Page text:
FDA chief: Agency 'should have acted sooner' to curb teen vaping

FDA chief: Agency 'should have acted sooner' to curb teen vaping
© Getty Images

The Food and Drug Administration (FDA) “should have acted sooner” to stop the epidemic of youth vaping, the agency’s acting commissioner told House lawmakers Wednesday.

“In retrospect, the FDA should have acted sooner, we should have begun regulating these devices sooner,” Ned Sharpless said. “But we’re going to catch up.” 

Sharpless said the agency is working to finalize guidance that will force e-cigarette manufacturers to submit their flavored products for review. When that happens, all current flavored e-cigarettes — except tobacco— will be removed from the market.

ADVERTISEMENT
Lawmakers said the decision to remove most flavored vaping products and subject them to FDA review was long overdue, and questioned why the agency had not acted sooner.

“I firmly believe that many aspects of the youth vaping epidemic could have been addressed if the FDA had moved forward with reviewing all e-cigarettes on the market when it first had the chance two years ago,” House Energy and Commerce Committee Chairman Frank Pallone Jr.Frank Joseph PallonePrivate equity-funded doctors coalition spends million lobbying on 'surprise' medical billing Lawmakers set to host fundraisers focused on Nats' World Series trip CBO: Pelosi bill to lower drug prices saves Medicare 5 billion MORE (D-N.J.) said.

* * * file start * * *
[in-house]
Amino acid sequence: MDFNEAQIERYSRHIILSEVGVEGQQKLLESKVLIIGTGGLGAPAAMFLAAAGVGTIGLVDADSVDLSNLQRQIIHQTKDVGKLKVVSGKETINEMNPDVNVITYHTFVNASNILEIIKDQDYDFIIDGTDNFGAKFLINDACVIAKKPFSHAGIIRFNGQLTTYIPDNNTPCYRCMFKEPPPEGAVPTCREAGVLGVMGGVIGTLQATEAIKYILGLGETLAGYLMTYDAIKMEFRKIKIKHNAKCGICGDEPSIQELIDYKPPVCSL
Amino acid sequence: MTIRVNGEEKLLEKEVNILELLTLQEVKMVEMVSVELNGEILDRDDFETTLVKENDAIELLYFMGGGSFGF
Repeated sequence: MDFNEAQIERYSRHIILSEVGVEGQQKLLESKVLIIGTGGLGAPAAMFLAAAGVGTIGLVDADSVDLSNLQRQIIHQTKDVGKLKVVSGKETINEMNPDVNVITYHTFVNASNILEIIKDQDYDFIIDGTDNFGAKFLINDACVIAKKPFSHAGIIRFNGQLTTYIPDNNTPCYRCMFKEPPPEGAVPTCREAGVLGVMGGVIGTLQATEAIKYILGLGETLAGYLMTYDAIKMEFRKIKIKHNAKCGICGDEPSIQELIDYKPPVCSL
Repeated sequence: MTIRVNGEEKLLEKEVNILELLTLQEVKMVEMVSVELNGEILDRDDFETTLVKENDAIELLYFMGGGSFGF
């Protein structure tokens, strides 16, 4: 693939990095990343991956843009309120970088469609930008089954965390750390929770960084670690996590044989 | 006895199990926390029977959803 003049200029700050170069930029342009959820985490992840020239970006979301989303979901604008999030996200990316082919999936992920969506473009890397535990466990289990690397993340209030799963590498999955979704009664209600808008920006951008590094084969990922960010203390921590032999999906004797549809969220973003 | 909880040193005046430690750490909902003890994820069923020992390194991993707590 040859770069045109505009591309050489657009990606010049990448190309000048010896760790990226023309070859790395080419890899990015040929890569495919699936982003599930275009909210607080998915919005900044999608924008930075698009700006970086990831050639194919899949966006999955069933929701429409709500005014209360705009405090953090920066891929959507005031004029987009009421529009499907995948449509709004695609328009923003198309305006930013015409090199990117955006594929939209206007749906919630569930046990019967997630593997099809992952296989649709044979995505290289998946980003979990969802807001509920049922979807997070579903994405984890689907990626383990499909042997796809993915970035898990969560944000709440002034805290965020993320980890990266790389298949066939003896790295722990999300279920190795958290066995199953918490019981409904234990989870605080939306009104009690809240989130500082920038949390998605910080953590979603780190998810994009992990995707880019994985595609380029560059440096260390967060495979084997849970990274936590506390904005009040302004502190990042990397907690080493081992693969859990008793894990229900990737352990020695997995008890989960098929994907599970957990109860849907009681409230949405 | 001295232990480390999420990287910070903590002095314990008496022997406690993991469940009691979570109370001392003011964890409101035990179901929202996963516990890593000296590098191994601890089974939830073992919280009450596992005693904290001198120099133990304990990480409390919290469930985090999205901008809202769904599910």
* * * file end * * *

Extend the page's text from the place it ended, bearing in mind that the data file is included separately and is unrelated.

The FDA has come under fire recently from lawmakers and public health groups for its seeming unwillingness to regulate the vaping industry, even as teen use skyrocketed. Recent preliminary federal data showed that teen vaping rates doubled in the past two years, with 25 percent of all high school students reporting they had vaped in the past 30 days.

The agency gained the authority to regulate tobacco products in 2009, but it wasn’t extended to vaping products until 2016. When the Trump administration took over in 2017, then-FDA commissioner Scott Gottlieb enacted a plan to reduce nicotine levels in traditional cigarettes, and saw e-cigarettes as a potential tool to help people quit. 

“We must remember the goal was to help currently addicted adult smokers quit. It was a package deal, with regulation of nicotine at its center. The legitimate e-cigs, while not safe, are less harmful than smoking,” Gottlieb tweeted Wednesday. 

As a result, the agency decided to delay enforcing the laws until 2022, much to the frustration of public health groups. In response to a federal lawsuit, the agency moved that timeline up again, to next spring, though companies can file applications sooner.

“Now we are open for business to receive these applications,” Sharpless said on Wednesday.